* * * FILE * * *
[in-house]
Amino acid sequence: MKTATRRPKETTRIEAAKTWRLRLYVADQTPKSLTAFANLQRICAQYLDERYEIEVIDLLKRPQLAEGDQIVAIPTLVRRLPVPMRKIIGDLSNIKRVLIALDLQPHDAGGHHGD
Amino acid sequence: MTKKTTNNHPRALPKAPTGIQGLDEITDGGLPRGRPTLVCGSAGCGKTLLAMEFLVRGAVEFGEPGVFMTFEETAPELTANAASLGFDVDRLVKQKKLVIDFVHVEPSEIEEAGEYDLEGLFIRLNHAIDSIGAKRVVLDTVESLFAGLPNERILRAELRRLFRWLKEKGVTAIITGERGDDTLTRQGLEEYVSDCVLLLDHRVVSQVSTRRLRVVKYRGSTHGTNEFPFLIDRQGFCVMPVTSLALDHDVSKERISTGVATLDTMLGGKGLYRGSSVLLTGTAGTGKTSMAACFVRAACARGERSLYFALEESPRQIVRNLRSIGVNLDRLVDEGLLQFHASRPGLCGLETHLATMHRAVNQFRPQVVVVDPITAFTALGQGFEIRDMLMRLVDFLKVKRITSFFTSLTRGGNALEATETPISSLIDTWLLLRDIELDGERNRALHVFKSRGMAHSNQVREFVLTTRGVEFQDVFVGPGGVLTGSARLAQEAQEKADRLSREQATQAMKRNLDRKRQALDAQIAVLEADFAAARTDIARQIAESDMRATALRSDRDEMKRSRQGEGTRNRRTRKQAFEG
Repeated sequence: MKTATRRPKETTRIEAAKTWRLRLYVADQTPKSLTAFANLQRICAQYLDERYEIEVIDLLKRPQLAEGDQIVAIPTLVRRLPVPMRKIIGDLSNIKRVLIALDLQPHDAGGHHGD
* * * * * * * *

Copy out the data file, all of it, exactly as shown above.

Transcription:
[in-house]
Amino acid sequence: MKTATRRPKETTRIEAAKTWRLRLYVADQTPKSLTAFANLQRICAQYLDERYEIEVIDLLKRPQLAEGDQIVAIPTLVRRLPVPMRKIIGDLSNIKRVLIALDLQPHDAGGHHGD
Amino acid sequence: MTKKTTNNHPRALPKAPTGIQGLDEITDGGLPRGRPTLVCGSAGCGKTLLAMEFLVRGAVEFGEPGVFMTFEETAPELTANAASLGFDVDRLVKQKKLVIDFVHVEPSEIEEAGEYDLEGLFIRLNHAIDSIGAKRVVLDTVESLFAGLPNERILRAELRRLFRWLKEKGVTAIITGERGDDTLTRQGLEEYVSDCVLLLDHRVVSQVSTRRLRVVKYRGSTHGTNEFPFLIDRQGFCVMPVTSLALDHDVSKERISTGVATLDTMLGGKGLYRGSSVLLTGTAGTGKTSMAACFVRAACARGERSLYFALEESPRQIVRNLRSIGVNLDRLVDEGLLQFHASRPGLCGLETHLATMHRAVNQFRPQVVVVDPITAFTALGQGFEIRDMLMRLVDFLKVKRITSFFTSLTRGGNALEATETPISSLIDTWLLLRDIELDGERNRALHVFKSRGMAHSNQVREFVLTTRGVEFQDVFVGPGGVLTGSARLAQEAQEKADRLSREQATQAMKRNLDRKRQALDAQIAVLEADFAAARTDIARQIAESDMRATALRSDRDEMKRSRQGEGTRNRRTRKQAFEG
Repeated sequence: MKTATRRPKETTRIEAAKTWRLRLYVADQTPKSLTAFANLQRICAQYLDERYEIEVIDLLKRPQLAEGDQIVAIPTLVRRLPVPMRKIIGDLSNIKRVLIALDLQPHDAGGHHGD